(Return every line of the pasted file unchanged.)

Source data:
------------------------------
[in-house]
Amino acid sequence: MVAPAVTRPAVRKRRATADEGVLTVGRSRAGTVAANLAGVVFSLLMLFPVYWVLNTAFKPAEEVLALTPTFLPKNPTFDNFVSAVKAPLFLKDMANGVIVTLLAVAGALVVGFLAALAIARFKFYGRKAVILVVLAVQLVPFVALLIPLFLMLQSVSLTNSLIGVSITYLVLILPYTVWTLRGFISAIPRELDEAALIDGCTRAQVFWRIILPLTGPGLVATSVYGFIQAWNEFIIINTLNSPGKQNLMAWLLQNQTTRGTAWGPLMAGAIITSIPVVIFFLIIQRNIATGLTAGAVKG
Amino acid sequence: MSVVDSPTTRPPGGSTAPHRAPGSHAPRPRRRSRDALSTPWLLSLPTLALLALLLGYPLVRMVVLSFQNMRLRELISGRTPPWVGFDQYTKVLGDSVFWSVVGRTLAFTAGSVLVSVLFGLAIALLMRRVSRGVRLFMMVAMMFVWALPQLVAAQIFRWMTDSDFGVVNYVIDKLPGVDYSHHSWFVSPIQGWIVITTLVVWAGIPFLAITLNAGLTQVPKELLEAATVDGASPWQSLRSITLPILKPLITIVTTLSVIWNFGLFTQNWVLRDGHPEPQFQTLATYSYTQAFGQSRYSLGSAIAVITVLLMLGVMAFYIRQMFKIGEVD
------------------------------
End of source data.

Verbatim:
[in-house]
Amino acid sequence: MVAPAVTRPAVRKRRATADEGVLTVGRSRAGTVAANLAGVVFSLLMLFPVYWVLNTAFKPAEEVLALTPTFLPKNPTFDNFVSAVKAPLFLKDMANGVIVTLLAVAGALVVGFLAALAIARFKFYGRKAVILVVLAVQLVPFVALLIPLFLMLQSVSLTNSLIGVSITYLVLILPYTVWTLRGFISAIPRELDEAALIDGCTRAQVFWRIILPLTGPGLVATSVYGFIQAWNEFIIINTLNSPGKQNLMAWLLQNQTTRGTAWGPLMAGAIITSIPVVIFFLIIQRNIATGLTAGAVKG
Amino acid sequence: MSVVDSPTTRPPGGSTAPHRAPGSHAPRPRRRSRDALSTPWLLSLPTLALLALLLGYPLVRMVVLSFQNMRLRELISGRTPPWVGFDQYTKVLGDSVFWSVVGRTLAFTAGSVLVSVLFGLAIALLMRRVSRGVRLFMMVAMMFVWALPQLVAAQIFRWMTDSDFGVVNYVIDKLPGVDYSHHSWFVSPIQGWIVITTLVVWAGIPFLAITLNAGLTQVPKELLEAATVDGASPWQSLRSITLPILKPLITIVTTLSVIWNFGLFTQNWVLRDGHPEPQFQTLATYSYTQAFGQSRYSLGSAIAVITVLLMLGVMAFYIRQMFKIGEVD